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An Integrative Multi-Level Systems Biology Approach to Understanding Enterobacterial Responses to Oxygen


Escherichia coli is able to grow aerobically with oxygen as terminal electron acceptor or anaerobically with numerous alternative oxidants and adapts rapidly to changes in oxygen availability, allowing survival in diverse environments (the gut, water, industrial bioprocesses). Reductionist approaches have been highly successful in characterising the numerous components of the respiratory apparatus (low potential dehydrogenases, quinones, high potential oxidases and terminal reductases) and unravelling mechanisms of gene regulation that underpin respiratory adaptation. However, a holistic understanding of the responses to oxygen, incorporating post-genomic and modeling approaches, is lacking. <P>
We seek to describe via a transnational collaborative and interactive approach how functional network modules emerge from molecular interactions, how cellular behaviour emerges from the interplay of network modules, and how population behaviour emerges from the behaviour of a single cell.<P>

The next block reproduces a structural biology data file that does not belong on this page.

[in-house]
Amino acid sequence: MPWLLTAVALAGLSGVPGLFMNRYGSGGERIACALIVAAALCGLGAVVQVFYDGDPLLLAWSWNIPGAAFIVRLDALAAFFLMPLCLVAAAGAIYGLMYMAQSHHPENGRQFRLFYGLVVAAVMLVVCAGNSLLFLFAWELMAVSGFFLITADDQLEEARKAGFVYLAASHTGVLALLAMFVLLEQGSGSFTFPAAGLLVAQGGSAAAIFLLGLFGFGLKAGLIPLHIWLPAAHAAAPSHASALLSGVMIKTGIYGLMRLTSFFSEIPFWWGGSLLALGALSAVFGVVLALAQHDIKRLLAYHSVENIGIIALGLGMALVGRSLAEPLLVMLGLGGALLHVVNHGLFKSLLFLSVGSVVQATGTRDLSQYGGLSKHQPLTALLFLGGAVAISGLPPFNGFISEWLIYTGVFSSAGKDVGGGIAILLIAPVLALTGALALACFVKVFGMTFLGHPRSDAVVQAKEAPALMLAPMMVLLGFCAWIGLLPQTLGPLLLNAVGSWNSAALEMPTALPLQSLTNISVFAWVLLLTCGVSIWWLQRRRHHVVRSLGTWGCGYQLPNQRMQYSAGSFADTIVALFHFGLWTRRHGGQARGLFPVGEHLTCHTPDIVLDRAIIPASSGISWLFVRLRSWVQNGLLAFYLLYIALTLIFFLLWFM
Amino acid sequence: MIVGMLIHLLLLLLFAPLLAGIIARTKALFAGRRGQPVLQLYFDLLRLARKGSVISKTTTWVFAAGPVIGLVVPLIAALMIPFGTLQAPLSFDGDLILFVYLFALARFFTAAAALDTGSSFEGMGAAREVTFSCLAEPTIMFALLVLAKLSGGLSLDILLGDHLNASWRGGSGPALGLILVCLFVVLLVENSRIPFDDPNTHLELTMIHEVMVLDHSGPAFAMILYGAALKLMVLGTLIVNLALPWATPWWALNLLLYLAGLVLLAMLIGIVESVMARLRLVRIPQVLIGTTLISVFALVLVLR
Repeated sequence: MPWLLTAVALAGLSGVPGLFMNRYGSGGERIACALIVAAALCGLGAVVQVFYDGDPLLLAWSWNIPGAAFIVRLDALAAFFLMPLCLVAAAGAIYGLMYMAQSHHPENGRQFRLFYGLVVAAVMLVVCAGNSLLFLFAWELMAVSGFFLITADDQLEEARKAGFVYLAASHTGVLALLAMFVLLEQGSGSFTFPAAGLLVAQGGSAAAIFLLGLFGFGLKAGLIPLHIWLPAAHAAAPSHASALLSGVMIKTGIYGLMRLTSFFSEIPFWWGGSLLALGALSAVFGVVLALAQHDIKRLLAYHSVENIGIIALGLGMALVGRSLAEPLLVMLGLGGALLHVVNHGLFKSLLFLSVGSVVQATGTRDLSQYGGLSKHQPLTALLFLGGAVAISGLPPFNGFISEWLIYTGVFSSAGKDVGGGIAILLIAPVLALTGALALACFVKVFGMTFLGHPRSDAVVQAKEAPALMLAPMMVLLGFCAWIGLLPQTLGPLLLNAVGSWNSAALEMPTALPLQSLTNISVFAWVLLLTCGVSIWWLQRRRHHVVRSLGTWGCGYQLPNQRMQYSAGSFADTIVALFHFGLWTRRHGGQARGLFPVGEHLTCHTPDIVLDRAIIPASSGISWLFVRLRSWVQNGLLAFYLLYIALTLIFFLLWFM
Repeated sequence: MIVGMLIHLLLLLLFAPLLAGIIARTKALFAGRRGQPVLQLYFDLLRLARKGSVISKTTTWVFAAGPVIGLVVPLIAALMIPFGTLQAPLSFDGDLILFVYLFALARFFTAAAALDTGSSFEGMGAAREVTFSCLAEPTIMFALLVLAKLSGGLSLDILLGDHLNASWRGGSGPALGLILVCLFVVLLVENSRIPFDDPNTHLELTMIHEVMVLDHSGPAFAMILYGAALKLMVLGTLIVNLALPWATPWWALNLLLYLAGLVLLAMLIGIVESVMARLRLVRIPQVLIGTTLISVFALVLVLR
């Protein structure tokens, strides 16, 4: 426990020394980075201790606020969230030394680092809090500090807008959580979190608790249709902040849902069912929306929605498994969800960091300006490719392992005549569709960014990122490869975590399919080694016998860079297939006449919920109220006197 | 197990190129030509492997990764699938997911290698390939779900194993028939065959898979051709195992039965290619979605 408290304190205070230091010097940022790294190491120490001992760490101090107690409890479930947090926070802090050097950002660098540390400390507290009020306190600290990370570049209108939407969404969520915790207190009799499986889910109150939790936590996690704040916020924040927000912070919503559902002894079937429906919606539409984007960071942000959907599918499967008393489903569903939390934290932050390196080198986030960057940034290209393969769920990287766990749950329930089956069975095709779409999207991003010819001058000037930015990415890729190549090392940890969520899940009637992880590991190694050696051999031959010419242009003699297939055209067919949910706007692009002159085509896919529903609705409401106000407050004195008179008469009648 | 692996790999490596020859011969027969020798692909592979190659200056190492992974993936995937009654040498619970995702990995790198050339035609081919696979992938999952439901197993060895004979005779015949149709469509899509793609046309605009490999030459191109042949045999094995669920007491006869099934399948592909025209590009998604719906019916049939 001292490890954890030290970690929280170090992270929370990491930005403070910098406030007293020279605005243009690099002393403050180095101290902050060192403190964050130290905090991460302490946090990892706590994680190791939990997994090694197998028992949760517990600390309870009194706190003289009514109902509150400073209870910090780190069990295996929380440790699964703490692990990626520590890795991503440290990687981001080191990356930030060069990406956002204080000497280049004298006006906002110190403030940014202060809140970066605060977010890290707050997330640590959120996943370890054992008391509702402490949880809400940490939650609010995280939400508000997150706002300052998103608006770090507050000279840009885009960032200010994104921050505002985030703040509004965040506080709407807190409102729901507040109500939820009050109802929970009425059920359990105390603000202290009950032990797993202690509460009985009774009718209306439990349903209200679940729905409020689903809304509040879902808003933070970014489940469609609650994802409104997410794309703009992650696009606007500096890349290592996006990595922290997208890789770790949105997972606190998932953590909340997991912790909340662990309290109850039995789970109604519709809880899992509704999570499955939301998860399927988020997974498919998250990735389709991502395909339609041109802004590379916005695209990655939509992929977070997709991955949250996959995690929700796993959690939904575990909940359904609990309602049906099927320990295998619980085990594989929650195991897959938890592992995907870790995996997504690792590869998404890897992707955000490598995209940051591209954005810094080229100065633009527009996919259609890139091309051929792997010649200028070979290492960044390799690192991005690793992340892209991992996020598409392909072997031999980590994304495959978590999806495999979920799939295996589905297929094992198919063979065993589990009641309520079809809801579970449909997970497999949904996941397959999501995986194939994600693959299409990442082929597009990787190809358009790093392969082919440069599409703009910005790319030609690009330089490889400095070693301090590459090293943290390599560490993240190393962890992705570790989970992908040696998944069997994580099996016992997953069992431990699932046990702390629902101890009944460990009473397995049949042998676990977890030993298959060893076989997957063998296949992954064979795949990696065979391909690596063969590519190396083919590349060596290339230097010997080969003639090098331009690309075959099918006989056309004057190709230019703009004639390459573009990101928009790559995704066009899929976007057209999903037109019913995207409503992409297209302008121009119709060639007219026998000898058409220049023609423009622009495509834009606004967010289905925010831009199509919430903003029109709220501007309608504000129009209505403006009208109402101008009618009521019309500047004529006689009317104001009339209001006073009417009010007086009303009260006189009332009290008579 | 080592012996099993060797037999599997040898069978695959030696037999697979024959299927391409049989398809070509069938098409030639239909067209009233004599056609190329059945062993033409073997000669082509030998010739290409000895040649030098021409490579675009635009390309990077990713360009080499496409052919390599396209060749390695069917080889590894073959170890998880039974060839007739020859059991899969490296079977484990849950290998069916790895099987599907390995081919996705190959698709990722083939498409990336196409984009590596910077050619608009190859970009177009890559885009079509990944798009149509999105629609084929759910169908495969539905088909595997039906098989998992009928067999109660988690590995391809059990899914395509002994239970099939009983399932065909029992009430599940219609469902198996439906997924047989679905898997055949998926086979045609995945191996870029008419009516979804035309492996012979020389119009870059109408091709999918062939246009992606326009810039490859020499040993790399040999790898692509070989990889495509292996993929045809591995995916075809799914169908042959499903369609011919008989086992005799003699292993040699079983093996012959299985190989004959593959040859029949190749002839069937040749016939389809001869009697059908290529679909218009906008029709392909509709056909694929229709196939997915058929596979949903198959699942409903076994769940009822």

In Sheffield, we will obtain new internally consistent and quantitative time-resolved transcriptomic, proteomic, metabolomic and biochemical data sets under highly controlled growth conditions in a chemostat and investigate the consequences of mutations in key genes. <P>
In parallel, we will contribute to a multi-level mathematical modelling effort. We will develop a simple mathematical model of E. coli respiratory adaptation and enrich this model by incorporating new data. We will use agent-based models, in which each component of the system will be represented as an active agent that behaves according to a set of rules that are triggered by the conditions experienced at any moment in time. <P>
Our approach permits interoperability and data sharing with other model frameworks. We will integrate new data from our project partners in the Netherlands and Germany, as well as different hierarchical levels of agent-based, kinetic and reduced-order models.

University of Sheffield
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